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Safeguard OSH Solutions - Thomson Reuters

Safeguard OSH Solutions - Thomson Reuters



OSH Tracker

Casey v University of Otago (DC, 31/08/15)

OSH Tracker

Defendant:
University of Otago
Slippery surface, multiple injuries 
In a highly unusual private prosecution, the University of Otago pleaded guilty to a section 49 charge that it had failed to take action to ensure the safety of the flooring of the Commerce Building’s atrium, knowing that failure to act would be reasonably likely to cause serious harm. The university is to pay $60,000 in reparation to Katherine Casey, who was seriously injured in a fall, and has promised to fix the problem of the atrium’s slippery floor. A fine could not be considered because the university is a Crown entity (Dunedin DC, 31 August 2015). 
The case was taken up by Katherine’s sister Victoria Casey, a barrister, who uncovered a lengthy list of serious injuries caused by a slip hazard the university had been aware of for 20 years but had failed to effectively address. 
The charge was laid solely under section 49 of the HSE Act – the ‘knowledge’ provision featuring significantly higher penalties – because it did not relate to a single named victim, meaning the case was argued as a kind of class action on the basis that the hazard was likely to cause harm to a wide range of people. 
The case arose after an incident in June 2013 when Katherine Casey, from Auckland, was visiting the university. She slipped and fell on the wet atrium floor in the Commerce Building, suffering three pelvic fractures and another to her spine. 
An Official Information Act request obtained 82 reports or complaints of slip incidents on the atrium floor, dating back as far as February 1993. The litany of reported falls or near-falls included many resulting in injury, including one in July 1996 resulting in a jaw fractured in three places after someone slipped on tiles and fell down wet atrium stairs. In October 1998 there was another fall on wet stairs resulting in a fractured spine and broken finger, while in January 2001 another stair fall resulted in a torn liver. In January 2010 a child slipped on wet tiles and struck his head hard, losing consciousness. 
The university was well aware of the issue, which had become apparent soon after the building was completed in 1991 with the atrium open to the skies. Later a glazed roof was built over the atrium but this failed to prevent rain from falling and pooling on the atrium floor and stairs. Various attempts were made to make the atrium roof weathertight, to reduce the slipperiness of the atrium’s surface (grooves in the tiles) or to guide people away from the wettest areas using cones and tape, but these proved ineffective.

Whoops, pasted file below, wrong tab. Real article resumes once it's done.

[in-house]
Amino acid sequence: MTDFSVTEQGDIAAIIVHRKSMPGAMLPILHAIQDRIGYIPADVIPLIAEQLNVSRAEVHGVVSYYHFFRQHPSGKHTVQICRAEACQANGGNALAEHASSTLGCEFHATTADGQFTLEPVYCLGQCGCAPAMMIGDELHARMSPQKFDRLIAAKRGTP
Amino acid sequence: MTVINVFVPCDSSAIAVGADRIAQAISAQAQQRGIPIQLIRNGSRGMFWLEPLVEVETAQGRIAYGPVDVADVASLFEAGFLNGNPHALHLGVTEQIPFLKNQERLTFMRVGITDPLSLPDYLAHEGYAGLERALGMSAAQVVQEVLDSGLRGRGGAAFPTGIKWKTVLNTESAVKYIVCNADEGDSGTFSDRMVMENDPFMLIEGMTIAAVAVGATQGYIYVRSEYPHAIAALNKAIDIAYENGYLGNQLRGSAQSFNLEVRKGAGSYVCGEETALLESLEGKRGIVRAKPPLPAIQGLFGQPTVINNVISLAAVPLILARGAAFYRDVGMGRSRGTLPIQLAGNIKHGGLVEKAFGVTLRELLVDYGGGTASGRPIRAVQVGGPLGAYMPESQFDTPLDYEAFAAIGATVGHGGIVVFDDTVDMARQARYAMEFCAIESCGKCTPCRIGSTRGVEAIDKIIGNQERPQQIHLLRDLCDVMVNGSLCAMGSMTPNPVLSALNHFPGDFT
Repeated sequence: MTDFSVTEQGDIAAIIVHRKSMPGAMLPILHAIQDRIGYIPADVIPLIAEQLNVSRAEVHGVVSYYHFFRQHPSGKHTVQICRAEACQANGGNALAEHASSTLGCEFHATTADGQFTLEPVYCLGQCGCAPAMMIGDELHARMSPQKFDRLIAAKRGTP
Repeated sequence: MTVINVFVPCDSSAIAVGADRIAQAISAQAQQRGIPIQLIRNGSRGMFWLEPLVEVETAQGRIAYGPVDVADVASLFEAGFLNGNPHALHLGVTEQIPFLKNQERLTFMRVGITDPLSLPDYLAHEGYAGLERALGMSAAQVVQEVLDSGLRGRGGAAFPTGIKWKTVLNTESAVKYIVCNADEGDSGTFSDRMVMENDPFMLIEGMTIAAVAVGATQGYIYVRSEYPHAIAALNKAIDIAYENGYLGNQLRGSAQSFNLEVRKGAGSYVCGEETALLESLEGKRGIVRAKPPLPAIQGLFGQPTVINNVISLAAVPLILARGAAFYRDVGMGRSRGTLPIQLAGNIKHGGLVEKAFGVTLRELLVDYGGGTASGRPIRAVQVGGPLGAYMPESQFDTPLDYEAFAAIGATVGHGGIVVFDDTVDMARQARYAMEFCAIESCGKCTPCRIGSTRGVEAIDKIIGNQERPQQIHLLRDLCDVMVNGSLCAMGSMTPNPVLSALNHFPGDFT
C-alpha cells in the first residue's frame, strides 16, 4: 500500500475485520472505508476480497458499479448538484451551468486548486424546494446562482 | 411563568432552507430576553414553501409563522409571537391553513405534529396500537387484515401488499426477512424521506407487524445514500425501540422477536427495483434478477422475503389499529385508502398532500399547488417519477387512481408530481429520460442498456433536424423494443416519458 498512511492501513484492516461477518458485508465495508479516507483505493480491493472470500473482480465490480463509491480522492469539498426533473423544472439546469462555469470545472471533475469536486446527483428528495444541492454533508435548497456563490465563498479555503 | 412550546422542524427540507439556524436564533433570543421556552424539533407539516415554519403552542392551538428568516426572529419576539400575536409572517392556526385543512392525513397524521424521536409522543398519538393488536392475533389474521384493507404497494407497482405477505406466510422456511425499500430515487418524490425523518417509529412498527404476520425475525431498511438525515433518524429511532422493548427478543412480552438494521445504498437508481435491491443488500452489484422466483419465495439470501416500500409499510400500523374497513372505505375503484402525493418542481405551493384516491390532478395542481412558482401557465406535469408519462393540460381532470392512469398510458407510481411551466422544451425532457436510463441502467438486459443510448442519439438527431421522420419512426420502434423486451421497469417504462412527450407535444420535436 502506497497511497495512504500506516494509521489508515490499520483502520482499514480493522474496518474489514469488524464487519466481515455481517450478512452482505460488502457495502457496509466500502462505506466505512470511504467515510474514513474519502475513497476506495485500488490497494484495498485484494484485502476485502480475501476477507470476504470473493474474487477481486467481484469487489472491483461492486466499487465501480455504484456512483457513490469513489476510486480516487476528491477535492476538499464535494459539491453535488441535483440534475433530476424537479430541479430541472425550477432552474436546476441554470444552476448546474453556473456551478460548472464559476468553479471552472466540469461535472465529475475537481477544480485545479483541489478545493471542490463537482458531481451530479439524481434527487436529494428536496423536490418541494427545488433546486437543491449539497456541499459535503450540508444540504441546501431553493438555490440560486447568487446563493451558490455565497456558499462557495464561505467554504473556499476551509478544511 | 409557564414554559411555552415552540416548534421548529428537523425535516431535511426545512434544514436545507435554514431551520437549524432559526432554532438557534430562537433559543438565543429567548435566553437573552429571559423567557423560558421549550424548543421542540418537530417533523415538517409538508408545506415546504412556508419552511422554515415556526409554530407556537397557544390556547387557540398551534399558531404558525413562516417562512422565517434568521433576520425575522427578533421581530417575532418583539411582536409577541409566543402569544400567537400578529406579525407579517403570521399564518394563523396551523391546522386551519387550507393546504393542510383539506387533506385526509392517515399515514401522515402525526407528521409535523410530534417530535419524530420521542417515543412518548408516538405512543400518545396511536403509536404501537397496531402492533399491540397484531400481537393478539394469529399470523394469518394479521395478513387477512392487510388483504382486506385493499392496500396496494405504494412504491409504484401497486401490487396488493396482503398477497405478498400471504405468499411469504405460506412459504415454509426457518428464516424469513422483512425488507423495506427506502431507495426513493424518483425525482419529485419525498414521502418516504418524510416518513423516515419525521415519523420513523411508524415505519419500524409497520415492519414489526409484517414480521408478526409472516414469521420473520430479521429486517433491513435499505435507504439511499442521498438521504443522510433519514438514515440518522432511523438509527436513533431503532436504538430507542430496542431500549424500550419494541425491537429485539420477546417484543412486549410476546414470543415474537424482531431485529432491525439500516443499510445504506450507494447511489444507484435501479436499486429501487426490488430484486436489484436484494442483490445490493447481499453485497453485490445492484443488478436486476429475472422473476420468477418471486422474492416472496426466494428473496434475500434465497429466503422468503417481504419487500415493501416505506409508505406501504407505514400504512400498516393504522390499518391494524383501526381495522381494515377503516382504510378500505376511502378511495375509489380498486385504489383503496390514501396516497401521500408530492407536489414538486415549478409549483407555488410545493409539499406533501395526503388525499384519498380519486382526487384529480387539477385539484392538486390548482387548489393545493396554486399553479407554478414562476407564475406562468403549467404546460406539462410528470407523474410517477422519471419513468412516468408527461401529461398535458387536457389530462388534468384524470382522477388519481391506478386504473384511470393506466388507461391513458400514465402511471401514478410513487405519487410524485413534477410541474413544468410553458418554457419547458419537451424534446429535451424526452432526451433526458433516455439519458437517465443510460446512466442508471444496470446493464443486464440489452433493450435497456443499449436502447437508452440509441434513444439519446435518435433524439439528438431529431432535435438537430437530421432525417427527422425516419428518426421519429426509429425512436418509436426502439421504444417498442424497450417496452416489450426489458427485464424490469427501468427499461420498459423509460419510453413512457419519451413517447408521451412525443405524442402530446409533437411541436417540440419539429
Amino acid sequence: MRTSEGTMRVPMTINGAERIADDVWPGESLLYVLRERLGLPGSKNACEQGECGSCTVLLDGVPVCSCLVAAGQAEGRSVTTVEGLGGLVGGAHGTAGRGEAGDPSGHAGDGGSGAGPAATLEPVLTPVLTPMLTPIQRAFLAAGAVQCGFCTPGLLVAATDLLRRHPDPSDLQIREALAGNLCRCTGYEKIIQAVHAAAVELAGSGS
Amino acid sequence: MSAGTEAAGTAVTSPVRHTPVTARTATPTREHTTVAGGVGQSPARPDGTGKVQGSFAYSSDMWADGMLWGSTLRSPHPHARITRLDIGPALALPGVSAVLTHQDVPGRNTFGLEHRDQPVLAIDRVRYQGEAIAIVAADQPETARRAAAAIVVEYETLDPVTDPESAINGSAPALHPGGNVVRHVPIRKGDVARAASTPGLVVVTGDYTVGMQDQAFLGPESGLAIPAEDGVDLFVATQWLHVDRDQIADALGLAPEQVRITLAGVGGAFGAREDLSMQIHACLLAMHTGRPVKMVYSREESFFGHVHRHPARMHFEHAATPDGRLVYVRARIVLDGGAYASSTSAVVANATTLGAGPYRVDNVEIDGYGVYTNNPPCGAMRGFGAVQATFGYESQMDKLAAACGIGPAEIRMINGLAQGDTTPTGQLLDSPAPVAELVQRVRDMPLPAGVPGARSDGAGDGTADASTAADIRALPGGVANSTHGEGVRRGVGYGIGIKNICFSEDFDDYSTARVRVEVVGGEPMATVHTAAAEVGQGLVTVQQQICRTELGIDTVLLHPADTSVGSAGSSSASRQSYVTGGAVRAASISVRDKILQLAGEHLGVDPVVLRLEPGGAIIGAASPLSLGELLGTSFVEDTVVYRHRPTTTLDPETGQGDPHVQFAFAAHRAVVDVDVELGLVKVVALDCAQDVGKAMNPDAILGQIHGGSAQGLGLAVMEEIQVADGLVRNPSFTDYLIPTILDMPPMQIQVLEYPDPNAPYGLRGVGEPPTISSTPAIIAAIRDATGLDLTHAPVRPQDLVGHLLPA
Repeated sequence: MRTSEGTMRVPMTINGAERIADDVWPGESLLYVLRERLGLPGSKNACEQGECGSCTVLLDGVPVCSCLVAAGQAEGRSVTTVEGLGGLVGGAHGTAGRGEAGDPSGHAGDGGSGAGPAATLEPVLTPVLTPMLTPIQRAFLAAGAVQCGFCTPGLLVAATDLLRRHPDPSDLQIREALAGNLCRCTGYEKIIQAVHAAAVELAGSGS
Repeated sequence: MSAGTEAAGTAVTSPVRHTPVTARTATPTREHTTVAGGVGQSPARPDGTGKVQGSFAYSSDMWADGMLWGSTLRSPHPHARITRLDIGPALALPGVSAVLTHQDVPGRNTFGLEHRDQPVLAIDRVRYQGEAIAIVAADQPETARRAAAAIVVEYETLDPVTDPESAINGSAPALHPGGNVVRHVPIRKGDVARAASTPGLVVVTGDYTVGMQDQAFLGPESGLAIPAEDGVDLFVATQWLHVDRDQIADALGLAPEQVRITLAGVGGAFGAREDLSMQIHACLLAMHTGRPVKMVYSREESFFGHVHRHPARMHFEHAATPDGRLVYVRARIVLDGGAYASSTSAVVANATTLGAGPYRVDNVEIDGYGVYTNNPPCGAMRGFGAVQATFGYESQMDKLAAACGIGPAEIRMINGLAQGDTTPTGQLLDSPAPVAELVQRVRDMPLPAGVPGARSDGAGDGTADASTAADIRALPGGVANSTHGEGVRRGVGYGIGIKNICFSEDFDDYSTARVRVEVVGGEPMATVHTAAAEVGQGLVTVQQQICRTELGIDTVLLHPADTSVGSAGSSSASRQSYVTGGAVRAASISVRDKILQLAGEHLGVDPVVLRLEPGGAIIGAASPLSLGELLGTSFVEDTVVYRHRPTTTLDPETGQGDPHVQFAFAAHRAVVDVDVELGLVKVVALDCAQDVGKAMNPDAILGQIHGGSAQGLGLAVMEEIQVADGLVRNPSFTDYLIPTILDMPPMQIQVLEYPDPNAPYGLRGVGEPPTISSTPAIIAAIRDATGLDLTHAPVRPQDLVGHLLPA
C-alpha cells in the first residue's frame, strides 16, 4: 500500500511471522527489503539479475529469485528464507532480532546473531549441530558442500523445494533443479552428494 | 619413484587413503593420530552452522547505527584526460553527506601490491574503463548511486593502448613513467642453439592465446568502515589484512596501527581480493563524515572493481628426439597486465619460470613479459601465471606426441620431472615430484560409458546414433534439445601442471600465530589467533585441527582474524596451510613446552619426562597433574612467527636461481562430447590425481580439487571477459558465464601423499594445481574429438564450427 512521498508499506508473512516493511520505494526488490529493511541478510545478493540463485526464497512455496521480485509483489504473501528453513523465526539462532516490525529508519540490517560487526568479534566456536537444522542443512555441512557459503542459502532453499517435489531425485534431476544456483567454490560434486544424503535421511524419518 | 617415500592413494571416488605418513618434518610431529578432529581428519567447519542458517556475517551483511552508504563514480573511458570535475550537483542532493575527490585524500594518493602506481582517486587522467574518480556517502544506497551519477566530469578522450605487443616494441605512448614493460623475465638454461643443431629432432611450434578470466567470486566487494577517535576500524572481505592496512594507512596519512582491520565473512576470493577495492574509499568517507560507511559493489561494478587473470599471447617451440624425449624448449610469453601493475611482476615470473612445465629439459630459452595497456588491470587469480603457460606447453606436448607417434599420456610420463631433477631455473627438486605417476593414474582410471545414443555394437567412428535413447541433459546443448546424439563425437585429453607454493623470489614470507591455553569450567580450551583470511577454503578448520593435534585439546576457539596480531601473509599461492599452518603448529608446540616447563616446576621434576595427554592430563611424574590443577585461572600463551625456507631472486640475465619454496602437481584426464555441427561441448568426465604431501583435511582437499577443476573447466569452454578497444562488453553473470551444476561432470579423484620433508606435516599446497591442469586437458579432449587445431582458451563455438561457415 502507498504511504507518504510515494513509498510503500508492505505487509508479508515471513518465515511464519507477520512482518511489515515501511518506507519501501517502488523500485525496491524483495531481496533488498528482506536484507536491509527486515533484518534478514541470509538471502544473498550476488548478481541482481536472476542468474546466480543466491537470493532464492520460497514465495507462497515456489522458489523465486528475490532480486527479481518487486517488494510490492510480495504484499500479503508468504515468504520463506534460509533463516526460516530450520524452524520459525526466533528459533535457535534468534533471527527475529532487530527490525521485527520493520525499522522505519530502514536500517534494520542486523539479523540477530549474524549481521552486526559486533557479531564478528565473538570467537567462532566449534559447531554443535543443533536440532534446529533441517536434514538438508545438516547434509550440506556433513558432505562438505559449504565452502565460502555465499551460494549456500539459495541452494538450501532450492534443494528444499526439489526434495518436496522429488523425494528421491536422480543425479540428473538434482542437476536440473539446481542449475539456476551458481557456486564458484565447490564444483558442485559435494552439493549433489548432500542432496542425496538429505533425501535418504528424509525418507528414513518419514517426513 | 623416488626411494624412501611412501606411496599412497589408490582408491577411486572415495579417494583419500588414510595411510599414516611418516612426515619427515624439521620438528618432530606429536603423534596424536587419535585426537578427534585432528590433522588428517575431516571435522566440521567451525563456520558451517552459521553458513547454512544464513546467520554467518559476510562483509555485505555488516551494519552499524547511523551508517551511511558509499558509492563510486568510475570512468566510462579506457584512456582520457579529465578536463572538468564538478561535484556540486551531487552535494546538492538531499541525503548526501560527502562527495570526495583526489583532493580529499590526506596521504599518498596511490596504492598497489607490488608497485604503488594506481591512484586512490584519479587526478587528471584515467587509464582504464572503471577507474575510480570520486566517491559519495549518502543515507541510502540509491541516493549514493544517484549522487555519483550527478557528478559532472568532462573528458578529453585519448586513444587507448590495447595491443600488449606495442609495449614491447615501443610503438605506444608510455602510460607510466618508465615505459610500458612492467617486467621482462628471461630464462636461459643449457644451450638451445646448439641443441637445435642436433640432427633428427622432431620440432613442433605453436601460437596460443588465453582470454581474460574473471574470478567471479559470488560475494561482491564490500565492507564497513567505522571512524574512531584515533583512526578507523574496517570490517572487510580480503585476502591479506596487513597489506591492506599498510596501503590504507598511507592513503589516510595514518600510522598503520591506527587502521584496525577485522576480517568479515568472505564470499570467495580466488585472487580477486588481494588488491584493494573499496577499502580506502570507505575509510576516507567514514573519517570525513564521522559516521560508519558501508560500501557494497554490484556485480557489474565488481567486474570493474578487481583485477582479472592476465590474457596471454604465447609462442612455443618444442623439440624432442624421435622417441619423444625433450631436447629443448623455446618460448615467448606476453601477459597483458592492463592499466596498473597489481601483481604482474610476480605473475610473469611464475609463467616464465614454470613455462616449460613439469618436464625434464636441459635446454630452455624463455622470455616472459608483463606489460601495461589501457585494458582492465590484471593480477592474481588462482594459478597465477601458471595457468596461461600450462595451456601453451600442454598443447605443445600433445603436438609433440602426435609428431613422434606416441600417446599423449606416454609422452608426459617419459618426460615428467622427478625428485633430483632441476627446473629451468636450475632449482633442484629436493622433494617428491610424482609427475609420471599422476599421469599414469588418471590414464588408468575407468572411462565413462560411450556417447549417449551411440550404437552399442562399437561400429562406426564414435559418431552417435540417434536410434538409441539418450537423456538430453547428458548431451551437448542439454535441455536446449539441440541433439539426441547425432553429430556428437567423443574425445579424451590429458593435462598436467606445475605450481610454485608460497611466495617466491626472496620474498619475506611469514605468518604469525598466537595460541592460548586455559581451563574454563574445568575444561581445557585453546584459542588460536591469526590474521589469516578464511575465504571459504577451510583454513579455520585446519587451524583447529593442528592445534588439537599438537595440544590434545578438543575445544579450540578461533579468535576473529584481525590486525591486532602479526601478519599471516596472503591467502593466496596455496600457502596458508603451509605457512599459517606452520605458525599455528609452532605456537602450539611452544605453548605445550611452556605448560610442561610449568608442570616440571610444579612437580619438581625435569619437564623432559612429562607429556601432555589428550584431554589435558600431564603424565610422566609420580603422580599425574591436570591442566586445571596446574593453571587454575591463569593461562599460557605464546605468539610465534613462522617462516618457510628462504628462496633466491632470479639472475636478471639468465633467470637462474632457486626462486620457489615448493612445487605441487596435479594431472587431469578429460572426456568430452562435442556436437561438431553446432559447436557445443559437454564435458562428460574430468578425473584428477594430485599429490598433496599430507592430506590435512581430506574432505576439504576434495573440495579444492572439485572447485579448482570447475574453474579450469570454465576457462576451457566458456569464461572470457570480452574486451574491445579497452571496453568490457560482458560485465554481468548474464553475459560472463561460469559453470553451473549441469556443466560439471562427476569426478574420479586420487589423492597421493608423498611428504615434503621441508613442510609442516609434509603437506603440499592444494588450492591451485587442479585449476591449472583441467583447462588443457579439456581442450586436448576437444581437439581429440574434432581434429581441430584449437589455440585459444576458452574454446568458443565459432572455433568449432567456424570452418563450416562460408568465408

The OIA material included multiple references flagging the issue. An incident in July 1996 noted the problem with wet tiles was “recurring”, that injuries were getting more serious, and that many falls went unreported. 
Two months later a professor’s hazard report said that exposure to the risk was daily and that it could, in the extreme, result in someone’s death. In May 2001 the Otago University Students Association presented a petition signed by 1049 people saying the university needed to fix the atrium roof to prevent water on the pedestrian surfaces, noting that even people wearing rubber-soled shoes were falling over. 
Even people taking precautions reported falling, one while reading the “slippery when wet” sign. In 2011 a survey of students identified the wet atrium floor as one of their top four concerns. In a 2013 incident when an ambulance was called, the hazard report noted that even the ambulance officers had difficulty safely removing the victim on a stretcher as the surface was so slippery. 
The university has announced plans to redevelop the Commerce Building in a way which would address these safety issues. 
Industry:
Education
Sub-Industry:
Education
Risk:
Fall at same level
Harm:
Injury
Penalty Amount:
$60000.00
Reparation Amount:
$60000.00
Appeared in Safeguard issue 154

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